The New Normal

Rain is preferable to its alter ego, drought, but that doesn’t mean I have to like it

By Rob Breeding

I visited the Farmers Market the other day. It was a cool, wet Saturday morning. As I walked up, some young lad, all of 3 or so, sized me up, pointed, and said, “It’s a farmer guy.”

Since I’m a dude who likes to eat I’ve got nothing against farmers, especially farmers-market types. But I’ve got a message for parents with youngsters stalking the streets of the Flathead: educate your precocious toddlers. I’m not a farmer. Blue jeans, olive fleece, scraggly, skunk-striped beard and a trucker hat do not equal farmer. Try middle-aged hipster.

It’s a good thing I wasn’t wearing Wellies or the kid would have had me dead to rights.

Unfortunately, it’s been the kind of summer in the Northern Rockies that makes non-agrarian types wandering around college parking lots in rubber boots seem kind of normal. It’s rained so much I’ve barely worn my usual summer wardrobe of river sandals, shorts and Gink-stained trout T-shirts. As any Montanan knows, this is the costume of the unemployed fishing guide.

Rain is preferable to its alter ego, drought, but that doesn’t mean I have to like it. We’re reaching the point where the rivers are usually rounding into shape, but this year it’s looking like mid to late July, assuming it doesn’t start raining again. We need some summer rain, of course. Otherwise, the hills will go brown and summer will climax with fires and smoke-filled skies. But this has been ridiculous.

Rain may be preferable to drought, but a normal water year is better still. Normal may not be the right word — a meteorologist I once interviewed got indignant when I asked him to compare the latest storm to “normal” conditions.

“What do you mean by normal?” he hissed. “There’s no such thing as normal.” I could almost hear him thinking, “Journalists are such simple-minded twits,” as he explained there’s no normal, only a range of expected conditions that are reflected in stats such as average high and low temperatures and rainfall.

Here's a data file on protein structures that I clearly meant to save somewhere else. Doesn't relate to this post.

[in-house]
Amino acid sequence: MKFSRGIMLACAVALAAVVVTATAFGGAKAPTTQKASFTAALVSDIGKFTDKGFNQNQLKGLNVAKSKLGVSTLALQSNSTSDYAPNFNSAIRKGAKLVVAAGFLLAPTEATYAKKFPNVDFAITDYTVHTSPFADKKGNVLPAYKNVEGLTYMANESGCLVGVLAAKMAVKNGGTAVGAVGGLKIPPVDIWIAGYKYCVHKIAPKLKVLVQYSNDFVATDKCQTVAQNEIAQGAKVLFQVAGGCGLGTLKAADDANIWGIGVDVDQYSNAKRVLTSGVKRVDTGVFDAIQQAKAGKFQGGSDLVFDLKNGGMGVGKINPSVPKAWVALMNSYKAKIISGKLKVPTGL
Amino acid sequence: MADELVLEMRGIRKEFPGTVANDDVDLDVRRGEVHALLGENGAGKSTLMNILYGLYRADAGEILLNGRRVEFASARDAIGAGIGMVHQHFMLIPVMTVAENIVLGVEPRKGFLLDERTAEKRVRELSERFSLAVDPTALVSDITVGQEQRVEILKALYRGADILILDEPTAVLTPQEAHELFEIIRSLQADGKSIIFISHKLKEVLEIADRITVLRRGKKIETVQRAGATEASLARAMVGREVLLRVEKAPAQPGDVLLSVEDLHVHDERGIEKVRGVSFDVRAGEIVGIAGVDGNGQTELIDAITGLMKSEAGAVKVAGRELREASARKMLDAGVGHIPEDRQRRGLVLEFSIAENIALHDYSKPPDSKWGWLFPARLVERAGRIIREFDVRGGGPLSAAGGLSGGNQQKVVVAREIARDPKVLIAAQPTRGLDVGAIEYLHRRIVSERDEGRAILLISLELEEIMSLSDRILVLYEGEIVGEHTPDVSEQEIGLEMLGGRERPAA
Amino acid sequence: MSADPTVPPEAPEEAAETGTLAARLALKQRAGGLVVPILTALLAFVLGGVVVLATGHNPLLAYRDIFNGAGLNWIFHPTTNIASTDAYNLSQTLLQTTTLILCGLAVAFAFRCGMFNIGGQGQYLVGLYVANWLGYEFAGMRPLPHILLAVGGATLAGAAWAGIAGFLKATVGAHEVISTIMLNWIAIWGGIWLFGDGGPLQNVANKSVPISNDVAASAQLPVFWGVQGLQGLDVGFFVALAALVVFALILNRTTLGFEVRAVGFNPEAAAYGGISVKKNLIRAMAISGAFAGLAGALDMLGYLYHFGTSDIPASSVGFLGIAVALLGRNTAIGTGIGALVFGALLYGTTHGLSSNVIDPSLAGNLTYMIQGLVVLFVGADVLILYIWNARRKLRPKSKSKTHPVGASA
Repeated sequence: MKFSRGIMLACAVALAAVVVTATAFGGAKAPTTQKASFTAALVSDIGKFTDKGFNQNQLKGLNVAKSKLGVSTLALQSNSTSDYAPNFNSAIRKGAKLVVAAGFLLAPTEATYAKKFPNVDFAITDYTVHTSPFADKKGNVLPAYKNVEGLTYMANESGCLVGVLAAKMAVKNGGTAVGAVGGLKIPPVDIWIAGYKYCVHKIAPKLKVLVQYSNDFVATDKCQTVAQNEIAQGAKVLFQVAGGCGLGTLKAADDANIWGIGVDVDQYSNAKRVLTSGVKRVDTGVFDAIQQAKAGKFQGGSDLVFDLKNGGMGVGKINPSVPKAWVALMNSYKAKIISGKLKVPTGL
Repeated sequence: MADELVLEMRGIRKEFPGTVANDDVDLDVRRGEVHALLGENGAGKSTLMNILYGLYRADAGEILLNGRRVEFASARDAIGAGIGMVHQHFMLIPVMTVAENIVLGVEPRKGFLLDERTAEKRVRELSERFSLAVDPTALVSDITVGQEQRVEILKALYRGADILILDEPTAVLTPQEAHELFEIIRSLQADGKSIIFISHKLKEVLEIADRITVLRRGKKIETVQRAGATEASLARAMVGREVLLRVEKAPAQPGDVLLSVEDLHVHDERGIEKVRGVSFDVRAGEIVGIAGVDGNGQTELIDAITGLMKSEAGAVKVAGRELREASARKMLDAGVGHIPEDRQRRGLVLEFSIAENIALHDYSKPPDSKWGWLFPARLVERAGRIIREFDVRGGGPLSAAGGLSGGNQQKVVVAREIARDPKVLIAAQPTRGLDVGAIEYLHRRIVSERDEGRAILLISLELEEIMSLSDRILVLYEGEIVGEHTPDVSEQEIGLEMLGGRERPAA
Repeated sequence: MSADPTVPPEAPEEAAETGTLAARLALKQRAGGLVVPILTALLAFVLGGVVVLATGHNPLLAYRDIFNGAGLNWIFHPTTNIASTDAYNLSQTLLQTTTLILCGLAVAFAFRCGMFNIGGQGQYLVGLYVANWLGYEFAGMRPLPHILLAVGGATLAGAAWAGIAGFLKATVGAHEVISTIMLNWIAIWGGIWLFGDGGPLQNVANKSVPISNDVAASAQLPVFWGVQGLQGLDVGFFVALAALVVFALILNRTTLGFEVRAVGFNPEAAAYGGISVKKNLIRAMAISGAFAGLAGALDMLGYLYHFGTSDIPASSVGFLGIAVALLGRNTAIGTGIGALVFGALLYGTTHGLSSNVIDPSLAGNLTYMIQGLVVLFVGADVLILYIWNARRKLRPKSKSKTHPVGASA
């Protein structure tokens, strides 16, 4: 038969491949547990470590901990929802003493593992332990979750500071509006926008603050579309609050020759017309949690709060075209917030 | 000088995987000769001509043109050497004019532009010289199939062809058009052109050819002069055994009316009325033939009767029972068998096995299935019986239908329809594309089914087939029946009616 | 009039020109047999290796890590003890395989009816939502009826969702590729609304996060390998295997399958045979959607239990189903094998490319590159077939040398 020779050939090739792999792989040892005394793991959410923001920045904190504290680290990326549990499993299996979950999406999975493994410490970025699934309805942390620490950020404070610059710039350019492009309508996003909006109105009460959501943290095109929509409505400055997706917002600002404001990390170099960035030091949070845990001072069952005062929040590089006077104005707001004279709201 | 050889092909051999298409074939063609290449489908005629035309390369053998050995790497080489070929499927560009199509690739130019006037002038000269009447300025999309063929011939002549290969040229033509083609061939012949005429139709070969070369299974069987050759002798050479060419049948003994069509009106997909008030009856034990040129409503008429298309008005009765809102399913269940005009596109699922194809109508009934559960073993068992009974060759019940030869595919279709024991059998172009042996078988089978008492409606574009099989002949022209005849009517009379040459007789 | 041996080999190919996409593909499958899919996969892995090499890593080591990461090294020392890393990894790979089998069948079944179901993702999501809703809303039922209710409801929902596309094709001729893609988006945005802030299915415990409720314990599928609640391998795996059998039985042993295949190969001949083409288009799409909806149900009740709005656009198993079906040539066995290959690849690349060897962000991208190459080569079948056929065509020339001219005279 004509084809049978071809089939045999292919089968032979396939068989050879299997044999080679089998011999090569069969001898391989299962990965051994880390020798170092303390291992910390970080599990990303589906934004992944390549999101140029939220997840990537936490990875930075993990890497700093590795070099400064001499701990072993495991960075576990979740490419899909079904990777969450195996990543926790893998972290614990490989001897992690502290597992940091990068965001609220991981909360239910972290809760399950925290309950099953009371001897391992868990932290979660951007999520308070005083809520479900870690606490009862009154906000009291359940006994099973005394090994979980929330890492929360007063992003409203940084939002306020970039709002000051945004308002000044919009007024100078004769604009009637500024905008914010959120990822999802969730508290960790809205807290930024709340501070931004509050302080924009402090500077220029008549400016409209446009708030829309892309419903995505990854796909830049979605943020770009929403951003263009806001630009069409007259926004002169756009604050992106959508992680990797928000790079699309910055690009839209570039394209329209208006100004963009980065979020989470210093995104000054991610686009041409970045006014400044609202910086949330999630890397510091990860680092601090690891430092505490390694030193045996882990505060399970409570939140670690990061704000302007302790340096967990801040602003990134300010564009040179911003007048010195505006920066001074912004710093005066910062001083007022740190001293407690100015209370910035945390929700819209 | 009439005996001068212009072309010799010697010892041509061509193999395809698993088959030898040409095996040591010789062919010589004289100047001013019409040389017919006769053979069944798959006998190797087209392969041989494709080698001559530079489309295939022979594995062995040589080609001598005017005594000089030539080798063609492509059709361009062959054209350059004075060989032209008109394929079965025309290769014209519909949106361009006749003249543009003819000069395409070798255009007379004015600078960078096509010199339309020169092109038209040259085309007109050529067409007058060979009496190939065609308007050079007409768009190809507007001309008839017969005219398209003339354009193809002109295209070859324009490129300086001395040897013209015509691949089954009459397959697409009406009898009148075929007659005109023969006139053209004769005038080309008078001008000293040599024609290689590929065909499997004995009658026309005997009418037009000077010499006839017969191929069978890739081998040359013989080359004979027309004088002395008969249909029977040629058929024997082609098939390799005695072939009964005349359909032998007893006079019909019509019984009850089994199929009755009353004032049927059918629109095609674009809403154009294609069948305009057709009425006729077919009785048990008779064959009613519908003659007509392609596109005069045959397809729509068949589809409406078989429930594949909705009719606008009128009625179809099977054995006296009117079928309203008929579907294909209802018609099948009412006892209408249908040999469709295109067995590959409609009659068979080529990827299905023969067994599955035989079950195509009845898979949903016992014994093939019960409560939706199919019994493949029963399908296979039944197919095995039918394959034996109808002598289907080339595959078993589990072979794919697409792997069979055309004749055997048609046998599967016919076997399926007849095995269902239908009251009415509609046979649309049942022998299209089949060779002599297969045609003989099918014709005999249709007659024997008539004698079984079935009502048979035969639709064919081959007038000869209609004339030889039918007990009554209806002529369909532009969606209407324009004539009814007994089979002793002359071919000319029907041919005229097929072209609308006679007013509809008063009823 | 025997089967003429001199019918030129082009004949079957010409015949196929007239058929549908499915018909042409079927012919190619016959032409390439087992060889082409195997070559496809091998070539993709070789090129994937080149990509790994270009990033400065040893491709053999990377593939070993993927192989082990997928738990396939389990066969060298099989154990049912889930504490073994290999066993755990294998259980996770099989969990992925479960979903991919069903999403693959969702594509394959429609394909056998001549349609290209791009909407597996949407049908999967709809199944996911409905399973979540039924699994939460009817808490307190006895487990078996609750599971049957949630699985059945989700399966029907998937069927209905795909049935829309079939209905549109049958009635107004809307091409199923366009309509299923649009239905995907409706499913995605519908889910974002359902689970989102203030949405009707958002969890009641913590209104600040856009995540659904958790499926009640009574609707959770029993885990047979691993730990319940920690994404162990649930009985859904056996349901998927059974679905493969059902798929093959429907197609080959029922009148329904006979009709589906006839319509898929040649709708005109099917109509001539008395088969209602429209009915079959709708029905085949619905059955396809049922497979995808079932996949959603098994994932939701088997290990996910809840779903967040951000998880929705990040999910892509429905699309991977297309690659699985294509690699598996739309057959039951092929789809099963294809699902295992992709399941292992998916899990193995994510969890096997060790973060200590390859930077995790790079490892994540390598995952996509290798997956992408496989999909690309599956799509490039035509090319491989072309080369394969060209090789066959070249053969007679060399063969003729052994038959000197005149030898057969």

So abnormal probably isn’t the meteorologically correct word to describe the weather the last month or so, but I’ll use it anyway: This has been an abnormal spring. Not outside the range of possible conditions — think flood of 1964 if you want an idea how wet it can get.

The biggest put off to all this rain is that it has kept the rivers too high for a halfway decent boatman such as myself to get on the water. And even if I was comfortable handling big water, the fishing is usually tough.

In the meantime, I suppose actual farmers are reaping the benefits of all this rain. I hope this year’s normal is working out just fine for them as I’m fond of a fully stocked farmers market.

Swan River update. The word is that the Rainbow Drive access site on the Swan River has reopened, just on weekends. Apparently the site is being watched carefully by Lake County officials to make sure folks aren’t illegally parking on the west side of Rainbow Drive, blocking access for emergency vehicles that need to reach homes to the south. That’s a step in the right direction. Permanent action will likely require more visible “No Parking” signs as well as some aggressive enforcement of violations.

River users have to be good citizens here so we can press to have the site reopened completely. That means parking where it’s safe and minimizing your impact on surrounding homes. In other words, turn the music down and limit other beer-related misbehaviors. Stream access is a right in Montana, but there’s no right to pee on  another’s shrubbery.

If you are thinking of using the access at South Ferndale Bridge to launch a boat, remember there’s no parking in front of the makeshift ramp. If you need to prep your boat before launch, park around the corner to do so. When ready, zip over, drop your boat, and then find a safe parking spot away from the bridge.

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